2019 PROSPERO

17. Vitamin D: increasing supplement use in at-risk groups

Vitamin D: supplement use in specific population groups (PH56) © NICE 2019. All rights reserved. Subject to Notice of rights (https://www.nice.org.uk/terms-and- conditions#notice-of-rights). Page 5 of 54This guideline partially replaces PH11 and CG62. Ov Overview erview This guideline covers vitamin D supplement use. It aims to prevent vitamin D deficiency among specific population groups including infants and children aged under 4, pregnant and breastfeeding women, particularly teenagers and young (...) whether there are any risks to infants from taking a supplement containing the RNI when they are consuming more than 500 ml of infant formula per day. Be aware that the complexity of existing advice (based on feeding type and maternal supplementation) may hinder uptake. Make it clear which type of supplement most people would benefit from. Be aware that people may be more likely to take a vitamin D-only supplement than one that is combined with calcium. Supplements containing vitamin D and calcium may

2014 National Institute for Health and Clinical Excellence - Clinical Guidelines

19. Breastfeeding woman are at higher risk of vitamin D deficiency than non-breastfeeding women - insights from the German VitaMinFemin study Full Text available with Trip Pro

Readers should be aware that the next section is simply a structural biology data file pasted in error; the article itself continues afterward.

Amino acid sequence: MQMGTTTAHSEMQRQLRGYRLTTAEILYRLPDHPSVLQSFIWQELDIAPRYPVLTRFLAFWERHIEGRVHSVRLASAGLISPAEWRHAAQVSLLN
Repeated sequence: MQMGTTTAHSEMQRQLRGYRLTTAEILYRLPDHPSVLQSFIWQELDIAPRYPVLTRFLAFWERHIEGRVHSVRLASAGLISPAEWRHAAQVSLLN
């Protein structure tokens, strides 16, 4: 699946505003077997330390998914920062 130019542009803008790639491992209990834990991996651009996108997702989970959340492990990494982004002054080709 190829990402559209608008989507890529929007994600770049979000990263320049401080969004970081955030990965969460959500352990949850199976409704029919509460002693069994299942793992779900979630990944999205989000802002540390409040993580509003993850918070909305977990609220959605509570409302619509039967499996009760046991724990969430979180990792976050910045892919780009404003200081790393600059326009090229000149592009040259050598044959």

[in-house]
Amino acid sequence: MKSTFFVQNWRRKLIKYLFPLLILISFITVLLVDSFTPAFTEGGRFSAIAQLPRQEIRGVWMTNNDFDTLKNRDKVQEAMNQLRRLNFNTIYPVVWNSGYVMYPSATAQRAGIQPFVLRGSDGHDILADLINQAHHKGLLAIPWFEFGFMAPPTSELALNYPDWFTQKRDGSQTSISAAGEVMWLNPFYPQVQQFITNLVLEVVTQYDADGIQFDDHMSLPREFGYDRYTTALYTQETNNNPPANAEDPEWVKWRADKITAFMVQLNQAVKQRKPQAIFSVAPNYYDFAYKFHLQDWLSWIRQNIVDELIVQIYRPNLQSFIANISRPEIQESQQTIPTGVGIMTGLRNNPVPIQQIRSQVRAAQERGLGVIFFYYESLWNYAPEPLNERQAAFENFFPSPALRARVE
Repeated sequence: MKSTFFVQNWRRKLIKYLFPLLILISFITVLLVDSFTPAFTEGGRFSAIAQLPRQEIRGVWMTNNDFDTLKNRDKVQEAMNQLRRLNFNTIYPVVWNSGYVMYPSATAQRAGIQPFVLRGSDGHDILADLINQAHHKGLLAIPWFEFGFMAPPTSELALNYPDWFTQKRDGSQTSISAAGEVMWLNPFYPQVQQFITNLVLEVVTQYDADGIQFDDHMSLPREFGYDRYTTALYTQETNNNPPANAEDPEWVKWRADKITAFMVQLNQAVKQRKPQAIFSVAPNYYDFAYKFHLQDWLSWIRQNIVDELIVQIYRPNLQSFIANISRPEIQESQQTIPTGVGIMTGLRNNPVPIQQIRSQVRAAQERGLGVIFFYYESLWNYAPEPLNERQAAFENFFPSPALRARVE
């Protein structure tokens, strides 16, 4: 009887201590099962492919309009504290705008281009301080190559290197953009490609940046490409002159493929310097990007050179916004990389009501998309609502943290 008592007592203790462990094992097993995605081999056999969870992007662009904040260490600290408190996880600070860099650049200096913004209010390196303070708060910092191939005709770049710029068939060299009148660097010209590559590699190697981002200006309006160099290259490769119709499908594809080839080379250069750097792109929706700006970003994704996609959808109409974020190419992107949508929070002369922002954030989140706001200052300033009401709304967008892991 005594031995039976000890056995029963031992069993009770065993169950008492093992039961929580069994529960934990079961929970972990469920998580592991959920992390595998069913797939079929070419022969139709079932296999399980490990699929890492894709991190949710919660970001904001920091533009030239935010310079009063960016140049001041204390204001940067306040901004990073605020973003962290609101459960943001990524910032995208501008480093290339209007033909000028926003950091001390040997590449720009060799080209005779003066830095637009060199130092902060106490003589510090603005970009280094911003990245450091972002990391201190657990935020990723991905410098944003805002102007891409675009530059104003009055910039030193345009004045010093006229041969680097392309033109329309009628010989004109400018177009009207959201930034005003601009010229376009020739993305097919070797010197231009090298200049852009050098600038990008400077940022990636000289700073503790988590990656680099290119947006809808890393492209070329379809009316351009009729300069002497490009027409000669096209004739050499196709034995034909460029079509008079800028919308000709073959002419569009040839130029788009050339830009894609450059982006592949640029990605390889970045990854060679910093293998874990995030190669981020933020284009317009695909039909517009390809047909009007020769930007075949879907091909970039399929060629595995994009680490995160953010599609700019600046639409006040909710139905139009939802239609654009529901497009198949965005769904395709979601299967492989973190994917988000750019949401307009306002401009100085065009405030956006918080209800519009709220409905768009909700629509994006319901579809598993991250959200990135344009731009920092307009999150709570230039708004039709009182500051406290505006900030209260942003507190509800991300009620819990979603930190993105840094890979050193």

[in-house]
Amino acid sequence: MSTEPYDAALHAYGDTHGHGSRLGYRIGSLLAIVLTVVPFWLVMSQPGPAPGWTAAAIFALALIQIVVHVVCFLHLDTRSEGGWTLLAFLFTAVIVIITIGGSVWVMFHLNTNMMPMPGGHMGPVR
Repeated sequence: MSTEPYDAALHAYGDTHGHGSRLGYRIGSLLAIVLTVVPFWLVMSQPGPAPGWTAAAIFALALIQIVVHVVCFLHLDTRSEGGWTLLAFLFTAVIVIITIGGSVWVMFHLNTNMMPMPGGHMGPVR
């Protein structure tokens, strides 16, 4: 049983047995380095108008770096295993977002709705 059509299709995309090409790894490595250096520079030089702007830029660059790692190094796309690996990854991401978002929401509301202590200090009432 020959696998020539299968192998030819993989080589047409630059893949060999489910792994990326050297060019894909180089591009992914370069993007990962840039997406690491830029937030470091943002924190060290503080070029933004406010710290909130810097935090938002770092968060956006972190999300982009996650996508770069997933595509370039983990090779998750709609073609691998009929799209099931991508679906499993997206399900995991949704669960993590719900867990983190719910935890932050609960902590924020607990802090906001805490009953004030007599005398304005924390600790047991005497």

to non-pregnant and non-breastfeeding (NPNB) women.This cross-sectional study investigated 124 breastfeeding women and 124 age and season matched NPNB women from the German "Vitamin and mineral status among German women" study. The study participants were recruited from April 2013 to March 2015 and did not take vitamin D supplements. Serum 25(OH)D was analyzed by chemiluminescent immunoassay.Vitamin D deficiency (<25.0 nmol/L) was prevalent in 26.6% of the breastfeeding women. The majority of women (...) Breastfeeding woman are at higher risk of vitamin D deficiency than non-breastfeeding women - insights from the German VitaMinFemin study Despite increased awareness of the adverse health effects of vitamin D deficiency, only a few studies have evaluated the vitamin D status (25-hydroxyvitamin D [25(OHD)]) of breastfeeding women and up to now, no information exits for German breastfeeding women. Therefore, the aim of study was to determine the vitamin D status of breastfeeding women compared

2017 International Breastfeeding Journal

20. Breastfeeding Programs and Policies, Breastfeeding Uptake, and Maternal Health Outcomes in Developed Countries

staff in skills necessary to implement this policy. 3. Inform all pregnant women about the benefits and management of breastfeeding. 4. Help mothers initiate breastfeeding within 1 hour of birth. 5. Show mothers how to breastfeed and how to maintain lactation even if they should be separated from their infants. 6. Give infants no food or drink other than breast milk, unless medically indicated. 7. Practice rooming in—allow mothers and infants to remain together 24 hours a day. 8. Encourage (...) and policies, breastfeeding uptake, and maternal health outcomes in developed countries 4 Appendixes Appendix A. Literature Search Strategies and Yields Appendix B. PRISMA Appendix C. Relevance and Risk of Bias Assessments Appendix D. Strength of Evidence Tables Appendix E. Excluded Studies Appendix F. Breast Cancer Evidence Tables Appendix G. References for All Appendixes ES-1 Evidence Summary Background In reproductive physiology, lactation follows pregnancy; a growing body of evidence supports

2018 Effective Health Care Program (AHRQ)